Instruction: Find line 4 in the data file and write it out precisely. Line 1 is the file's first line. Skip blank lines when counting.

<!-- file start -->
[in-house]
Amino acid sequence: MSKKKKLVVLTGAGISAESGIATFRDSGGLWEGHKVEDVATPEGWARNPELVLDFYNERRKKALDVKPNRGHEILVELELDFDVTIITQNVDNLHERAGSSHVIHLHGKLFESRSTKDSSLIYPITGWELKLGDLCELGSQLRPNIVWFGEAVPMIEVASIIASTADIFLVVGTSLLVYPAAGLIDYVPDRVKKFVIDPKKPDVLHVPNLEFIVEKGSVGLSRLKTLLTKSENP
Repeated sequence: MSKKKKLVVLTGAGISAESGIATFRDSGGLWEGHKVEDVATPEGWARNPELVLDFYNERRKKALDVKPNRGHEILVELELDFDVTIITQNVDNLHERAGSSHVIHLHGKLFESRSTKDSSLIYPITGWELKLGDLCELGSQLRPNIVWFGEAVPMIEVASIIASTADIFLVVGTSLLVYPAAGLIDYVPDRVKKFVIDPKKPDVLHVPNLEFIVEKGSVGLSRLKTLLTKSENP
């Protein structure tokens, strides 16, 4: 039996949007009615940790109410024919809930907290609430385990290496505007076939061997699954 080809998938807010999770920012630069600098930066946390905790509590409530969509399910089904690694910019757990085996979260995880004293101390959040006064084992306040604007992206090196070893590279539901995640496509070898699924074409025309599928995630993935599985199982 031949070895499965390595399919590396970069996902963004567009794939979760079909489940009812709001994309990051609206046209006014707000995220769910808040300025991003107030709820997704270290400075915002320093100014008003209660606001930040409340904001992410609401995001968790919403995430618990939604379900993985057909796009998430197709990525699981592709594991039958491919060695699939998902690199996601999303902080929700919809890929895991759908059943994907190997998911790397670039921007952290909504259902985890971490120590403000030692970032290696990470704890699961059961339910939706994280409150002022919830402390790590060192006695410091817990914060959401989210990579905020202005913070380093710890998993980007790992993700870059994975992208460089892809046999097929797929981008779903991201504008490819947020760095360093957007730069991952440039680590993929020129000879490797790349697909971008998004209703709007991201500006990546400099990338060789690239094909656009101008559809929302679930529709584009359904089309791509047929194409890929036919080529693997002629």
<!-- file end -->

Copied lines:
């Protein structure tokens, strides 16, 4: 039996949007009615940790109410024919809930907290609430385990290496505007076939061997699954 080809998938807010999770920012630069600098930066946390905790509590409530969509399910089904690694910019757990085996979260995880004293101390959040006064084992306040604007992206090196070893590279539901995640496509070898699924074409025309599928995630993935599985199982 031949070895499965390595399919590396970069996902963004567009794939979760079909489940009812709001994309990051609206046209006014707000995220769910808040300025991003107030709820997704270290400075915002320093100014008003209660606001930040409340904001992410609401995001968790919403995430618990939604379900993985057909796009998430197709990525699981592709594991039958491919060695699939998902690199996601999303902080929700919809890929895991759908059943994907190997998911790397670039921007952290909504259902985890971490120590403000030692970032290696990470704890699961059961339910939706994280409150002022919830402390790590060192006695410091817990914060959401989210990579905020202005913070380093710890998993980007790992993700870059994975992208460089892809046999097929797929981008779903991201504008490819947020760095360093957007730069991952440039680590993929020129000879490797790349697909971008998004209703709007991201500006990546400099990338060789690239094909656009101008559809929302679930529709584009359904089309791509047929194409890929036919080529693997002629």